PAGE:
Santa Fe Living Treasures ‚Äď Elder Stories
All along, Gonzales felt a deep concern for the disadvantaged and the poor. From his first days in practice, in the early 1940s, he became, in the words of his son Albert Jr., "a one-man legal-aid service before there was a Legal Aid Society." He irritated the state Bar Association by taking minimal payment or even bags of chile for his work.
His most famous client was land-grant activist Reies Lopez Tijuana, in the mid-1960s.
Yet for all his countless accomplishments, Gonzales always managed to leave his work at the office when he came home, to be a loving husband and father. Friends call him gregarious, charming, determined, stubborn, the life of the party, "an optimist," "a man of intense resolve," "a fighter for the people," and, of course, "inspiring."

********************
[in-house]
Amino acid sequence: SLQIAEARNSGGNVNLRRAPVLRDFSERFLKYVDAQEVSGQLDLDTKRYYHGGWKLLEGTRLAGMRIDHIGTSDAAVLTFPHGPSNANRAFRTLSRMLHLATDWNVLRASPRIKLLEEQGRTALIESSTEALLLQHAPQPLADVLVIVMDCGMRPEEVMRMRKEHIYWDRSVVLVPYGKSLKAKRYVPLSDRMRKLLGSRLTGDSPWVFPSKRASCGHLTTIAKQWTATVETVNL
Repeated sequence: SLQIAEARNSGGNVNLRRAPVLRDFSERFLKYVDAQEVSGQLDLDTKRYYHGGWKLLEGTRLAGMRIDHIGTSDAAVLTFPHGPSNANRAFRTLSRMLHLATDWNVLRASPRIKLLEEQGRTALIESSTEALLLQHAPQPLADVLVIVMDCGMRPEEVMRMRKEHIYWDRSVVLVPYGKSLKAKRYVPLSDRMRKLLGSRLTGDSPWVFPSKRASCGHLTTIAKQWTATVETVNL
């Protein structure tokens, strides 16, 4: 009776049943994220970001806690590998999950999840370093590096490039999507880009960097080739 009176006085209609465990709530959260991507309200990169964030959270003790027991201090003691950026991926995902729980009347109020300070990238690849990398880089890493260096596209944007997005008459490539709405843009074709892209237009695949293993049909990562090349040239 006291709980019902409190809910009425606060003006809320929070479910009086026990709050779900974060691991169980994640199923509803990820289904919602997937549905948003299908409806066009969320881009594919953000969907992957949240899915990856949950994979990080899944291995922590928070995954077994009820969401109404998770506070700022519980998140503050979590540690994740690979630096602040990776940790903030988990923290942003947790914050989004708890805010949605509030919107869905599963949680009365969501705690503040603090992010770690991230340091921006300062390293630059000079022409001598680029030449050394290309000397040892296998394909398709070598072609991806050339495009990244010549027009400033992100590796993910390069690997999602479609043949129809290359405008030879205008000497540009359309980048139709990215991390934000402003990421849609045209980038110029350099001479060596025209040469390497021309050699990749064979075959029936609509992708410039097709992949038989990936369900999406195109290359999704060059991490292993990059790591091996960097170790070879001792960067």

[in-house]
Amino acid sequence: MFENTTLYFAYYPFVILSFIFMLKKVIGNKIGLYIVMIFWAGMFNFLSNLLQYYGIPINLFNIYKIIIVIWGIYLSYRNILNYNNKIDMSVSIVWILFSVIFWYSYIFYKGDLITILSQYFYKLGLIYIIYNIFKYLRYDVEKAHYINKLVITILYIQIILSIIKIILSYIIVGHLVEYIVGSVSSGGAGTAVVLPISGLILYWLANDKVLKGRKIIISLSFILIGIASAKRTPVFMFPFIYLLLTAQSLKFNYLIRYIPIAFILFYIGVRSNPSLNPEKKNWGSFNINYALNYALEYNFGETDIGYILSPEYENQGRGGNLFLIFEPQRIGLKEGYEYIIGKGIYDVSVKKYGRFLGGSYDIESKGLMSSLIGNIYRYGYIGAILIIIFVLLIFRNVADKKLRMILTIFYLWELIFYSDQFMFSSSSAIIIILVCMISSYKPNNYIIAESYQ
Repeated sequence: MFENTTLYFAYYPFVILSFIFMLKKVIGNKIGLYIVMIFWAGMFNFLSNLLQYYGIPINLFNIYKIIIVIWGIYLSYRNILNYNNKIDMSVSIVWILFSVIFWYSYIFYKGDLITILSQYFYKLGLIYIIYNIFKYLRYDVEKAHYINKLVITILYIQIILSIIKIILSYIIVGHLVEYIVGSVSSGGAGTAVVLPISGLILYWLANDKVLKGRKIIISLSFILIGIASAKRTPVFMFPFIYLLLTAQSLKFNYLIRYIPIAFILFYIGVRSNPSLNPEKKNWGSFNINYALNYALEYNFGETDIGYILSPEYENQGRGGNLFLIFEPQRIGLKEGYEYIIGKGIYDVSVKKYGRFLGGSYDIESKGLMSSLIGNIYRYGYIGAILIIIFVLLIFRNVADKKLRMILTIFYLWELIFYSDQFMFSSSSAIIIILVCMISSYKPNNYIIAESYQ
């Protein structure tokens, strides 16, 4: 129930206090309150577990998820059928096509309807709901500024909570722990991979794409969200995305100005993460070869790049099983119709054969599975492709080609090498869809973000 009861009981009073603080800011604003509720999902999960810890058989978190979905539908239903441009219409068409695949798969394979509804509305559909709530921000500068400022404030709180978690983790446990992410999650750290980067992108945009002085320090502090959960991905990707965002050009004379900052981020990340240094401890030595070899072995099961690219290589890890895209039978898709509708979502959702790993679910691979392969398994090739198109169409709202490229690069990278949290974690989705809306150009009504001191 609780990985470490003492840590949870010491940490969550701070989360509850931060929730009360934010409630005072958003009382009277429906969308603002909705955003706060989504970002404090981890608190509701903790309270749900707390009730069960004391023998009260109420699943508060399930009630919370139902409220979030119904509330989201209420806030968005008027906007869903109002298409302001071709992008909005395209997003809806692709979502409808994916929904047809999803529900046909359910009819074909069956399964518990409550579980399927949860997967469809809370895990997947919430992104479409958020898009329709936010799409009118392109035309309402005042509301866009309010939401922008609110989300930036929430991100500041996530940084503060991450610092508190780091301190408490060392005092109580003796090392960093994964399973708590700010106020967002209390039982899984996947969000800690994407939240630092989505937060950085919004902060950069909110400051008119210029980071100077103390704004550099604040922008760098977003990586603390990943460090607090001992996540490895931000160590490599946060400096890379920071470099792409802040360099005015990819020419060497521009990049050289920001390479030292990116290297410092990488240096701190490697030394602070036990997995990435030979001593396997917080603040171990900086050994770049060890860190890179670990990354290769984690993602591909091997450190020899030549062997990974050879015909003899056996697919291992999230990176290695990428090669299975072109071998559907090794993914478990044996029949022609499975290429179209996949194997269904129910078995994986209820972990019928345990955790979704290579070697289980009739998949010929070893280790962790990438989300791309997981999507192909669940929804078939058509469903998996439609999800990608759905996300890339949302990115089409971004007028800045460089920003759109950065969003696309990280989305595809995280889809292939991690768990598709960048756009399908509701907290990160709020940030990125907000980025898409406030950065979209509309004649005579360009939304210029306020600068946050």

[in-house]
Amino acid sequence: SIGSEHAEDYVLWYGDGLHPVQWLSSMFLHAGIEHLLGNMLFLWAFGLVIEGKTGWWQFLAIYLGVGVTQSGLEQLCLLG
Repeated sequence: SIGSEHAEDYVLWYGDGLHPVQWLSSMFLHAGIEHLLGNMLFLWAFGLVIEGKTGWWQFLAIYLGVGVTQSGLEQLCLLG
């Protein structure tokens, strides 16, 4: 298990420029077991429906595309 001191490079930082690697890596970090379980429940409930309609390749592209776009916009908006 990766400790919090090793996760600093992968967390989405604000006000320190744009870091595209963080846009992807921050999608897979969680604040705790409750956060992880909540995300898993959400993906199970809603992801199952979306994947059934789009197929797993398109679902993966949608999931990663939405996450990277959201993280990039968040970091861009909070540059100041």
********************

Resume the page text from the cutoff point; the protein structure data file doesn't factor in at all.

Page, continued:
From southern New Mexico he moved to Santa Fe in 1940, because ‚Äúpeople were nicer to me here.‚ÄĚ He asked for no special treatment, and often got around by himself, with the help of buses, taxis and his seeing-eye dog. For many years the only city crosswalk that had a beeper in addition to traffic signals was across Palace Avenue to the county courthouse, installed in recognition of Gonzales' frequent appearances there. Only when he began to go deaf did he retire, after leaving an indelible mark on Santa Fe.
Photo ¬© 2004 Steve Northrup
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